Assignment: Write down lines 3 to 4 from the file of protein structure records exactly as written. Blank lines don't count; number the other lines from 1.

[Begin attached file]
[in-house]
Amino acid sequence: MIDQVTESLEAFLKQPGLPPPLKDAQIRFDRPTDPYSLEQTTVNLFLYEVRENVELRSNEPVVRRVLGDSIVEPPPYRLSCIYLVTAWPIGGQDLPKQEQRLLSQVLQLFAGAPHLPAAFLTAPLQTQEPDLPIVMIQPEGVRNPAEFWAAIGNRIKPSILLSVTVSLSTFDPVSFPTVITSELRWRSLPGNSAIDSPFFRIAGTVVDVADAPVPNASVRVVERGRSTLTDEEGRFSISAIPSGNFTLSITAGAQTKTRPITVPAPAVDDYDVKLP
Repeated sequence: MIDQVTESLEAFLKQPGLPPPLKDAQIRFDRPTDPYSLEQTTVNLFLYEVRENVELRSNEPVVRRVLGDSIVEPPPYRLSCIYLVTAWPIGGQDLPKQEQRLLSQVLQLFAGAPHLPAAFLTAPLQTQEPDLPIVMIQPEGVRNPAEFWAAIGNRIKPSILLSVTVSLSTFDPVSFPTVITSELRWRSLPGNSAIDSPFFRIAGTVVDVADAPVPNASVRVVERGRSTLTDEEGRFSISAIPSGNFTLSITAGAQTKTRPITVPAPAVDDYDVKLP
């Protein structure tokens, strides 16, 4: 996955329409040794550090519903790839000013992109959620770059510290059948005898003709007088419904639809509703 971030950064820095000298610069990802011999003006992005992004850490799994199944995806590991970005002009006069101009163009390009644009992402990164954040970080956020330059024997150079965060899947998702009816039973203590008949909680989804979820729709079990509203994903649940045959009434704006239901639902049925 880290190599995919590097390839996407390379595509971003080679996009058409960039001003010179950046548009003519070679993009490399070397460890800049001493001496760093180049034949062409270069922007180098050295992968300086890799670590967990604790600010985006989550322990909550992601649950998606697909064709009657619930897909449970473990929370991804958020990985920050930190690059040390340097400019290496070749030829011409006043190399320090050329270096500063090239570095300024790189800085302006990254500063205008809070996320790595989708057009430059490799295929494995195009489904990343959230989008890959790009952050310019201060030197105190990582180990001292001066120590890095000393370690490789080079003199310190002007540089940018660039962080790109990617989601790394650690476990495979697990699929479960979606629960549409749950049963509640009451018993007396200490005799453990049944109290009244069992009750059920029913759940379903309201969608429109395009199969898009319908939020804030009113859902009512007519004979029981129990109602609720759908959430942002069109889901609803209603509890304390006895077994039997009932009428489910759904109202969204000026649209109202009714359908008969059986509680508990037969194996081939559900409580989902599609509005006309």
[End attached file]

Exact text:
Repeated sequence: MIDQVTESLEAFLKQPGLPPPLKDAQIRFDRPTDPYSLEQTTVNLFLYEVRENVELRSNEPVVRRVLGDSIVEPPPYRLSCIYLVTAWPIGGQDLPKQEQRLLSQVLQLFAGAPHLPAAFLTAPLQTQEPDLPIVMIQPEGVRNPAEFWAAIGNRIKPSILLSVTVSLSTFDPVSFPTVITSELRWRSLPGNSAIDSPFFRIAGTVVDVADAPVPNASVRVVERGRSTLTDEEGRFSISAIPSGNFTLSITAGAQTKTRPITVPAPAVDDYDVKLP
């Protein structure tokens, strides 16, 4: 996955329409040794550090519903790839000013992109959620770059510290059948005898003709007088419904639809509703 971030950064820095000298610069990802011999003006992005992004850490799994199944995806590991970005002009006069101009163009390009644009992402990164954040970080956020330059024997150079965060899947998702009816039973203590008949909680989804979820729709079990509203994903649940045959009434704006239901639902049925 880290190599995919590097390839996407390379595509971003080679996009058409960039001003010179950046548009003519070679993009490399070397460890800049001493001496760093180049034949062409270069922007180098050295992968300086890799670590967990604790600010985006989550322990909550992601649950998606697909064709009657619930897909449970473990929370991804958020990985920050930190690059040390340097400019290496070749030829011409006043190399320090050329270096500063090239570095300024790189800085302006990254500063205008809070996320790595989708057009430059490799295929494995195009489904990343959230989008890959790009952050310019201060030197105190990582180990001292001066120590890095000393370690490789080079003199310190002007540089940018660039962080790109990617989601790394650690476990495979697990699929479960979606629960549409749950049963509640009451018993007396200490005799453990049944109290009244069992009750059920029913759940379903309201969608429109395009199969898009319908939020804030009113859902009512007519004979029981129990109602609720759908959430942002069109889901609803209603509890304390006895077994039997009932009428489910759904109202969204000026649209109202009714359908008969059986509680508990037969194996081939559900409580989902599609509005006309």